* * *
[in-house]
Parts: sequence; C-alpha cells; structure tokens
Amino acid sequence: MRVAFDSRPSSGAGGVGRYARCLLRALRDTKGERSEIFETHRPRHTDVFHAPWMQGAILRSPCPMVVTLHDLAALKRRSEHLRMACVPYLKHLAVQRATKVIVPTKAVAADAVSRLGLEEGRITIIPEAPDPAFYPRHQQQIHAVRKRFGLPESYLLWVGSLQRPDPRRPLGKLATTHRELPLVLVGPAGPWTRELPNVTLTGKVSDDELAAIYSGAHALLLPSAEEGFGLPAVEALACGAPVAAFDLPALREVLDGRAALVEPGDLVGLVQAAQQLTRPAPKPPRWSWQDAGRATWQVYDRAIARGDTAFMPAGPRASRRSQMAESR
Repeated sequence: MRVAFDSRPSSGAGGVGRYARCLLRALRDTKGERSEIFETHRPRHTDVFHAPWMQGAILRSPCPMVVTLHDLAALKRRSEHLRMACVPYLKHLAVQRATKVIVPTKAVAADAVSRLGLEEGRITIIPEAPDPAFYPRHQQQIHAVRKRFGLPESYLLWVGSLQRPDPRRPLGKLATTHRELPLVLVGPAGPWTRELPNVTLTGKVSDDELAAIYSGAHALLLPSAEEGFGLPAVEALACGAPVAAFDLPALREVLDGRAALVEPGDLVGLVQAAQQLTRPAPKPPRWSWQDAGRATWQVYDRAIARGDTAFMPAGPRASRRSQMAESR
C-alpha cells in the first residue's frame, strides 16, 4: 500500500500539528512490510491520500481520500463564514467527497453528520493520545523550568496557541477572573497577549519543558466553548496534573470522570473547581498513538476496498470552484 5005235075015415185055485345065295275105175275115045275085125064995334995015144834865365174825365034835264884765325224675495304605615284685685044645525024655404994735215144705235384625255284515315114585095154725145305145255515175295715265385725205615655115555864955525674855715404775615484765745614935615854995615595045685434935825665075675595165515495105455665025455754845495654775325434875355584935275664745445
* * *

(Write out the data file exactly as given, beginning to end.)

[in-house]
Parts: sequence; C-alpha cells; structure tokens
Amino acid sequence: MRVAFDSRPSSGAGGVGRYARCLLRALRDTKGERSEIFETHRPRHTDVFHAPWMQGAILRSPCPMVVTLHDLAALKRRSEHLRMACVPYLKHLAVQRATKVIVPTKAVAADAVSRLGLEEGRITIIPEAPDPAFYPRHQQQIHAVRKRFGLPESYLLWVGSLQRPDPRRPLGKLATTHRELPLVLVGPAGPWTRELPNVTLTGKVSDDELAAIYSGAHALLLPSAEEGFGLPAVEALACGAPVAAFDLPALREVLDGRAALVEPGDLVGLVQAAQQLTRPAPKPPRWSWQDAGRATWQVYDRAIARGDTAFMPAGPRASRRSQMAESR
Repeated sequence: MRVAFDSRPSSGAGGVGRYARCLLRALRDTKGERSEIFETHRPRHTDVFHAPWMQGAILRSPCPMVVTLHDLAALKRRSEHLRMACVPYLKHLAVQRATKVIVPTKAVAADAVSRLGLEEGRITIIPEAPDPAFYPRHQQQIHAVRKRFGLPESYLLWVGSLQRPDPRRPLGKLATTHRELPLVLVGPAGPWTRELPNVTLTGKVSDDELAAIYSGAHALLLPSAEEGFGLPAVEALACGAPVAAFDLPALREVLDGRAALVEPGDLVGLVQAAQQLTRPAPKPPRWSWQDAGRATWQVYDRAIARGDTAFMPAGPRASRRSQMAESR
C-alpha cells in the first residue's frame, strides 16, 4: 500500500500539528512490510491520500481520500463564514467527497453528520493520545523550568496557541477572573497577549519543558466553548496534573470522570473547581498513538476496498470552484 5005235075015415185055485345065295275105175275115045275085125064995334995015144834865365174825365034835264884765325224675495304605615284685685044645525024655404994735215144705235384625255284515315114585095154725145305145255515175295715265385725205615655115555864955525674855715404775615484765745614935615854995615595045685434935825665075675595165515495105455665025455754845495654775325434875355584935275664745445